Numbers down, decibels up at Tea Party on the Morristown Green
Turnout for today’s Tea Party protest on the historic Morristown Green was a fraction of its prior best– about 600 people, compared with 6,000 in September, according to Morristown Tea Party media liaison Peter Glenn.
But the fervor was high, as a series of speakers denounced big government to cheers from spectators brandishing anti-Obama signs.
“I think our country’s run by a bunch of jackasses,” thundered Tom Adkins, a pundit with a Ted Nugent mane who has appeared on numerous talk shows. He mocked President Obama’s “Ebonics,” and tossed in a poke or two at policies of former President George W. Bush.
The audience included a nun, a waitress and a blogger in Continental Army garb who dubs himself Manly Rash.
“I’m here to warn contemporary Americans that if they don’t learn from their history, they will be doomed to repeat it,” said Manly, 50, a Gillette resident whose real name is Gene Hoyas. “If they have no wish to fight a future revolution, they are obliged to remember the one that happened over 200 years ago.”
Sister Dolores Alfone, a Franciscan nun from Ringwood, said she came today to show “my love for my country.”
“I feel this country is headed down the slippery slope of socialism, and our liberties have deteriorated,” said Sister Dolores, 78. “I’m out here to support the basis for which this nation was established, under God.”
The nun opposed the recently enacted health care legislation, and contends it’s too easy to apply for public assistance. Government’s traditional support for the downtrodden has been pushed too far, she said.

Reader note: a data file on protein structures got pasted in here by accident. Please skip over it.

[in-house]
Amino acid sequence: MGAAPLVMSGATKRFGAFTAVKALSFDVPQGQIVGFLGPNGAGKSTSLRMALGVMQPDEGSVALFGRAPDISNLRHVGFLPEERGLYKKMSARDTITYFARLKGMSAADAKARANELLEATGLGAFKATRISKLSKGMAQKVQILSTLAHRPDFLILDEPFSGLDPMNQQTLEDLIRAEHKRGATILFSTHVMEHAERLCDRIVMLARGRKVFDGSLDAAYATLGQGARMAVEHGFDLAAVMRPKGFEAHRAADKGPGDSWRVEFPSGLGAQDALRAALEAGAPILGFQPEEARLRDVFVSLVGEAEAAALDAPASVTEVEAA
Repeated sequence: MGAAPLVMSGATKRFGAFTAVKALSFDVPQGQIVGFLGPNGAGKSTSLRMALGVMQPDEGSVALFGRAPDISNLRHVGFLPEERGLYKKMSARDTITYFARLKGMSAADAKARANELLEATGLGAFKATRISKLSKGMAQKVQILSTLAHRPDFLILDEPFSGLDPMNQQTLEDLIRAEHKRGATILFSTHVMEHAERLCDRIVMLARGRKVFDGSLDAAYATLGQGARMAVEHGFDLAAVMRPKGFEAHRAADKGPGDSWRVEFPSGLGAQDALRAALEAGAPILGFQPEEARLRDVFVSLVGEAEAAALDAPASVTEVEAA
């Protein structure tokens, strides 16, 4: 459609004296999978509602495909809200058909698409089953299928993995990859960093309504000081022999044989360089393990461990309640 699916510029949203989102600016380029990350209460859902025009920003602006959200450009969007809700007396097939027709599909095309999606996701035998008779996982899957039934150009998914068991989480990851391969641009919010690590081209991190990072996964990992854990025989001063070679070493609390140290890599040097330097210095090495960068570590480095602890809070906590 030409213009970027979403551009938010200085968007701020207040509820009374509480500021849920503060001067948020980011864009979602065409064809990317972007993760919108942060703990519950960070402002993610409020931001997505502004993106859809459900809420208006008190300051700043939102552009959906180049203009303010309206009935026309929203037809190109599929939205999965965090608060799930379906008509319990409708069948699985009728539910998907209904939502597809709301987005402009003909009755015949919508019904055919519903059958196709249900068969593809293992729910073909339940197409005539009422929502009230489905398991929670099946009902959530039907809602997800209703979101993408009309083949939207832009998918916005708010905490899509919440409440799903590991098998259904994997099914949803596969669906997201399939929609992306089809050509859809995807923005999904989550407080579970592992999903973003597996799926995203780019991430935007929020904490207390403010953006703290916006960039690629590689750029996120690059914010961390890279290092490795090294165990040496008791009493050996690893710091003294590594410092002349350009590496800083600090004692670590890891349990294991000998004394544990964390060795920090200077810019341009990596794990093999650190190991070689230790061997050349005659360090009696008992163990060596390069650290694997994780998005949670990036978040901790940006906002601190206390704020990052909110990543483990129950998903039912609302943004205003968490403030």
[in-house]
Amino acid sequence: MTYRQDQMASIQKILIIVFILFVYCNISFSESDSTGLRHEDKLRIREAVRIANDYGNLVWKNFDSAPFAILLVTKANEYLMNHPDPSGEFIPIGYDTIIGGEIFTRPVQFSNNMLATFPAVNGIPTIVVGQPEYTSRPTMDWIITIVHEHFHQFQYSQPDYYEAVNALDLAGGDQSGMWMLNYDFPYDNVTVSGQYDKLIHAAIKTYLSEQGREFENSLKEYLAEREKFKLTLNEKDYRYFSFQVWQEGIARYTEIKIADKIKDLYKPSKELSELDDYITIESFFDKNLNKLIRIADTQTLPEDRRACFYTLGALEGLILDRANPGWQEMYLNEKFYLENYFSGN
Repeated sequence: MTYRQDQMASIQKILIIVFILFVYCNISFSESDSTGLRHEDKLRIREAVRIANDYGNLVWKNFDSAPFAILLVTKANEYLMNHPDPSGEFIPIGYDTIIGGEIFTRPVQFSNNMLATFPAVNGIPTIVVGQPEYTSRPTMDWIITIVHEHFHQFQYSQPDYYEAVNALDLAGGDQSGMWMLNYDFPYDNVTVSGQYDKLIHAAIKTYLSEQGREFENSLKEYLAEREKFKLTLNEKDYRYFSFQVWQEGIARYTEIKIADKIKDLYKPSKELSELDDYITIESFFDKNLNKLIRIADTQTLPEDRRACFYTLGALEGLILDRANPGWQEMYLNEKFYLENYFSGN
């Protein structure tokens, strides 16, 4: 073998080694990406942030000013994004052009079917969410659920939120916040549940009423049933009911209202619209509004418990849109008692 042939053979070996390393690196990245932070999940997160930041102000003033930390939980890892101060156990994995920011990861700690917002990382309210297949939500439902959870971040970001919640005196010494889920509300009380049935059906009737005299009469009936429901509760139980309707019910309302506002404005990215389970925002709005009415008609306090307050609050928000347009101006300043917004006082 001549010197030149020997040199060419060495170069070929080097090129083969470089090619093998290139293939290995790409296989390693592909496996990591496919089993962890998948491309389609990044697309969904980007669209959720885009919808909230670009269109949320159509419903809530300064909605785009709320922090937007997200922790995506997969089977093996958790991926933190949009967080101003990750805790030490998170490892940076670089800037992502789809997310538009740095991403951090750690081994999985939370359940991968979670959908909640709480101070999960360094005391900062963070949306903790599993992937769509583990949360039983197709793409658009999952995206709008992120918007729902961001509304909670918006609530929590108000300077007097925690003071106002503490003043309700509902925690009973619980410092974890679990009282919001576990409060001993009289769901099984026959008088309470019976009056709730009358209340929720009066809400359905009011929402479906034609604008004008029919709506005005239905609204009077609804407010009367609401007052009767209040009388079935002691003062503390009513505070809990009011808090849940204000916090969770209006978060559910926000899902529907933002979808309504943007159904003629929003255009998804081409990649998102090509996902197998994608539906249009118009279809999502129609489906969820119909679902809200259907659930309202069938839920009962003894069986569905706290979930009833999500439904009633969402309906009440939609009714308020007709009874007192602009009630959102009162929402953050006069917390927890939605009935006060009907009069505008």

“Now, it’s being used to control the populace, to make decisions for the people,” Sister Dolores said.
Courtney Thomson, a 21-year-old waitress from Roxbury, posed with an anti-Obama placard, beside a statue of George Washington. She came to protest “what we’re going to be paying for in the future, and what we’re paying for now. We have to vote them out,” she said.
Who would she vote in?
“I’m not sure yet,” she said. “I haven’t looked at the polls.”
Helena and Ella Lindner, sisters from Morris Township wearing matching stars-and-stripes dresses, were among today’s youngest protesters, at 8 1/2 and 5 1/2 years old, respectively.
What was their beef?
“Politicians…have too much…control,” Helena said. Control of what? She puzzled for a moment, glanced up at parents Hillary and Rich, and replied: “Of money.”
Her kid sister Ella was less hesitant when asked why she was on the Green.
“Tea Party!” she blurted.
What is that?
“You eat kind of stuff!” Ella explained. And the menu? “Sandwiches and fruit salad.”